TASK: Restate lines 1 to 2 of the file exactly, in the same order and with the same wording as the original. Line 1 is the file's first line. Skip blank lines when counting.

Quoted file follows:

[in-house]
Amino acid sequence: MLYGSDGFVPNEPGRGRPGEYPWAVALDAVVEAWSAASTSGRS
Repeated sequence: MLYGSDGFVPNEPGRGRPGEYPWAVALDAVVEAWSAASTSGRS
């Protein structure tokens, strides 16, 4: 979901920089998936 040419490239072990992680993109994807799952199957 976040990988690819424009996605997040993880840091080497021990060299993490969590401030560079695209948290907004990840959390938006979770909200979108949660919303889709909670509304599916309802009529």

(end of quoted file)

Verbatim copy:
[in-house]
Amino acid sequence: MLYGSDGFVPNEPGRGRPGEYPWAVALDAVVEAWSAASTSGRS